Here’s another edition of “Ask Sophie™,” the advice column that answers immigration-related questions about working at technology companies.
“Your questions are vital to the spread of knowledge that allows people all over the world to rise above borders and pursue their dreams,” says Sophie Alcorn, a Silicon Valley immigration attorney. “Whether you’re in people ops, a founder or seeking a job in Silicon Valley, I would love to answer your questions in my next column.”
Both my co-founder and I have E-2 status. We need to find a quick visa option as a VC investment will dilute our equity, and we will no longer be eligible for the E-2. We are looking at International Entrepreneur Parole as an option since we would easily qualify based on the investment we’re expecting and it seems easier than an O-1A. How long does IEP take? How can we expedite?
So, how long will it take?
Based on the IEP cases we’ve filed since the Biden administration officially resurrected the program last May, U.S. Citizenship and Immigration Services (USCIS) is taking at least six to eight months to make a decision – so I’m educating entrepreneurs to allow a minimum of a year for the normal IEP process. Be aware that premium processing is currently not available for IEP cases. Available for other forms of visas, premium processing guarantees USCIS will make a decision—or issue a Request for Evidence (RFE)—within 15 days for an additional fee. The other main option to try to speed things up is through USCIS Expedite Request for severe financial loss to a company. Talk to your attorney about whether you might qualify.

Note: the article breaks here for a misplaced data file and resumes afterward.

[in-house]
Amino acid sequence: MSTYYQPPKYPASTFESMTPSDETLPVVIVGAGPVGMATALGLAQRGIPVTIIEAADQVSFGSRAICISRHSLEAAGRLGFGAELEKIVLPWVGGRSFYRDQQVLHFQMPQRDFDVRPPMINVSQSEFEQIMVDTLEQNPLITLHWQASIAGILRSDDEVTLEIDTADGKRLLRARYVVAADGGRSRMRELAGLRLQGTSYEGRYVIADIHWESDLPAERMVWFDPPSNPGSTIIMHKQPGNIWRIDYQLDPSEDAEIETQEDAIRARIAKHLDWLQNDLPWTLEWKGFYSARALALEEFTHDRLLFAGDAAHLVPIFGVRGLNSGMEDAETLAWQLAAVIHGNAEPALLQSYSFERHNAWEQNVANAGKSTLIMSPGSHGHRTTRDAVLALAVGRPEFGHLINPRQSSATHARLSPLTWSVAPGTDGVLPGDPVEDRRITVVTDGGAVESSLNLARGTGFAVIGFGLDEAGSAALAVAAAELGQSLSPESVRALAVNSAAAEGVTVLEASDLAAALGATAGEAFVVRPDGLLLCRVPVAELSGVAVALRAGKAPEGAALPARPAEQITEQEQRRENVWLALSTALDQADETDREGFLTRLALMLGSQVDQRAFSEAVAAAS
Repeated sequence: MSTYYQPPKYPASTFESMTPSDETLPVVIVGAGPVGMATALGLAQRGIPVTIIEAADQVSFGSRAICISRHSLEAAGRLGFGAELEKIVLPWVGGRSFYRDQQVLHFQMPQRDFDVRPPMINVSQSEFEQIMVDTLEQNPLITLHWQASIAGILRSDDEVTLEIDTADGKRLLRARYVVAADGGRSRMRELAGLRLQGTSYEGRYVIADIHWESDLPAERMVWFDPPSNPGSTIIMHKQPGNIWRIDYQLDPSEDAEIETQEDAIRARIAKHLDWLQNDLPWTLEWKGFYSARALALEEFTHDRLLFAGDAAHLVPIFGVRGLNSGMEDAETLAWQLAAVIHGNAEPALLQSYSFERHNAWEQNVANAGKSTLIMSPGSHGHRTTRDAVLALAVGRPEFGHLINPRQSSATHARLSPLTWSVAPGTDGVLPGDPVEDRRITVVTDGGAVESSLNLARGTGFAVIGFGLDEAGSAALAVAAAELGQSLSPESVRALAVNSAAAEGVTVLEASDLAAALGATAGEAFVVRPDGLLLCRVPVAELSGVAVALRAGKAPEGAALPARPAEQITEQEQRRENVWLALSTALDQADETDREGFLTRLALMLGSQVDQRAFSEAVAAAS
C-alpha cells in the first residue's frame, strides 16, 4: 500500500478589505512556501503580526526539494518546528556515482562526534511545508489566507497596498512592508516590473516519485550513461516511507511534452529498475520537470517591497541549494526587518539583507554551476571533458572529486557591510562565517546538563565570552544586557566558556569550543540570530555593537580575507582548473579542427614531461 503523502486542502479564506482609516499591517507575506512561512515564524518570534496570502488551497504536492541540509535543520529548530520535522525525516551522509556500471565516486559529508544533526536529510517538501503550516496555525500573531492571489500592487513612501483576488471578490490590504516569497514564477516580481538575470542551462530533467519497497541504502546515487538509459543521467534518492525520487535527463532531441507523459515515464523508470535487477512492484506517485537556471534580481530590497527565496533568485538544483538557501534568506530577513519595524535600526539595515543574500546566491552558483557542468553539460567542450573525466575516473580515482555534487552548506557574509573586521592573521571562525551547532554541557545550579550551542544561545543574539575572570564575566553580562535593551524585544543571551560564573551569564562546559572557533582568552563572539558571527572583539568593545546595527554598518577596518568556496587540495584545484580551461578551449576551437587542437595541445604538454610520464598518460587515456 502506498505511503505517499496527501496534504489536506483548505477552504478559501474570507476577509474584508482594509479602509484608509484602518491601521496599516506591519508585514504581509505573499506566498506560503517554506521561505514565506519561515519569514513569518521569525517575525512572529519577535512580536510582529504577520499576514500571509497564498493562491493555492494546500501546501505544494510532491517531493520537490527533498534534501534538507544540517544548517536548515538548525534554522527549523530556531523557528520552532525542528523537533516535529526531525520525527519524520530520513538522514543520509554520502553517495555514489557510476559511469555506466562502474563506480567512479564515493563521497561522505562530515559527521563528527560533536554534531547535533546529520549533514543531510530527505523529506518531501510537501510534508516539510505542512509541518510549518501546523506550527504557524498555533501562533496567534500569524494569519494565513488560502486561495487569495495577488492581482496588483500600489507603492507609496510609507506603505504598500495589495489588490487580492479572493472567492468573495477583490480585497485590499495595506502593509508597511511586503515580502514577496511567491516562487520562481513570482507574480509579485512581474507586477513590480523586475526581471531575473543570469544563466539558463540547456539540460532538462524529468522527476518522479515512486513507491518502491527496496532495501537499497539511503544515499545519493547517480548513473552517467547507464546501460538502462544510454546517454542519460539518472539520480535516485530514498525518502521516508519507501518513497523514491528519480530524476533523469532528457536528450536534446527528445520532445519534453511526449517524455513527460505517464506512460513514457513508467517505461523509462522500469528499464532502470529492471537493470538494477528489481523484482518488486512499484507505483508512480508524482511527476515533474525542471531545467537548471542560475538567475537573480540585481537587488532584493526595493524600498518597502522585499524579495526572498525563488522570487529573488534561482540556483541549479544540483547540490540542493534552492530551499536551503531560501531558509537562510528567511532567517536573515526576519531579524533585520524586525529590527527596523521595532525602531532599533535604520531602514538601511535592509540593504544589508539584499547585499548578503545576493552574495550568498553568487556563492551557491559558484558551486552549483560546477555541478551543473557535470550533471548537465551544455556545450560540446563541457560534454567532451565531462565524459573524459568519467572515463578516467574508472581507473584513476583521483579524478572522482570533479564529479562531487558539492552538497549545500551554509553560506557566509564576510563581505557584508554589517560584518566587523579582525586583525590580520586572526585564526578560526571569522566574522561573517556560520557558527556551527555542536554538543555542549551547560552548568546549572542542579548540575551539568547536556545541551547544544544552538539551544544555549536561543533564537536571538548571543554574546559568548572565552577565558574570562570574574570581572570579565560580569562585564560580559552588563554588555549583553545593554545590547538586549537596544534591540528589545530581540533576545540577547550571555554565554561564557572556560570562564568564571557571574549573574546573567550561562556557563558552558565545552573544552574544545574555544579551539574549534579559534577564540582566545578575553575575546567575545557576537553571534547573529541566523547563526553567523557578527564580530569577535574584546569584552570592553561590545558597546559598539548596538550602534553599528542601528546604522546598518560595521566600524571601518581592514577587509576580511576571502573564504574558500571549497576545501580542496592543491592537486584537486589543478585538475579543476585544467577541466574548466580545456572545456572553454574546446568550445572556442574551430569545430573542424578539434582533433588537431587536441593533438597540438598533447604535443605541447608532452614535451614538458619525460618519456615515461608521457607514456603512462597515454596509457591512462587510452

I feel very strongly that issues such as the lack of premium processing should be changed. I’ve been working behind the scenes with other immigration attorneys and groups to make waves in the field of immigration – we are advocating for other improvements to streamline the IEP application process. I was proud to be a part of last year’s advocacy effort that pushed U.S. Customs and Border Protection (CBP) to grant IEP beneficiaries the full 30 months of initial stay in the United States. Previously, CBP officers would only grant a maximum 12-month stay to IEP recipients. We discovered that was due to a glitch in the agency’s automated system, which erroneously set the maximum stay at 12 months rather than 30 months.
Given your timing sensitivity, consider the O-1A extraordinary ability visa with an immigration attorney. Many of our founder clients qualify for the O-1A, which is the quickest option and premium processing is available.
Making IEP more efficient, effective
I recently wrote a letter on behalf of the Coalition for International Entrepreneurship to Secretary of Homeland Security Alejandro Mayorkas, who oversees U.S. Citizenship and Immigration Services (USCIS). The Coalition for Entrepreneurship consists of 36 organizations including the American Immigration Lawyers Association, Angel Capital Association, Center for American Entrepreneurship, Federation of American Scientists, National Venture Capital Association, and TechNet
The letter states that several problematic procedural issues make the IEP “volatile, uncertain, complex, and ambiguous” (or VUCA, a term I learned from my podcast sit-down with futurist Jamais Cascio just a few weeks before writing the letter) and “very difficult to actually use the program.” The coalition made recommendations for improving the effectiveness of the IEP program to ensure the United States remains the top destination for entrepreneurship, innovation, and job creation.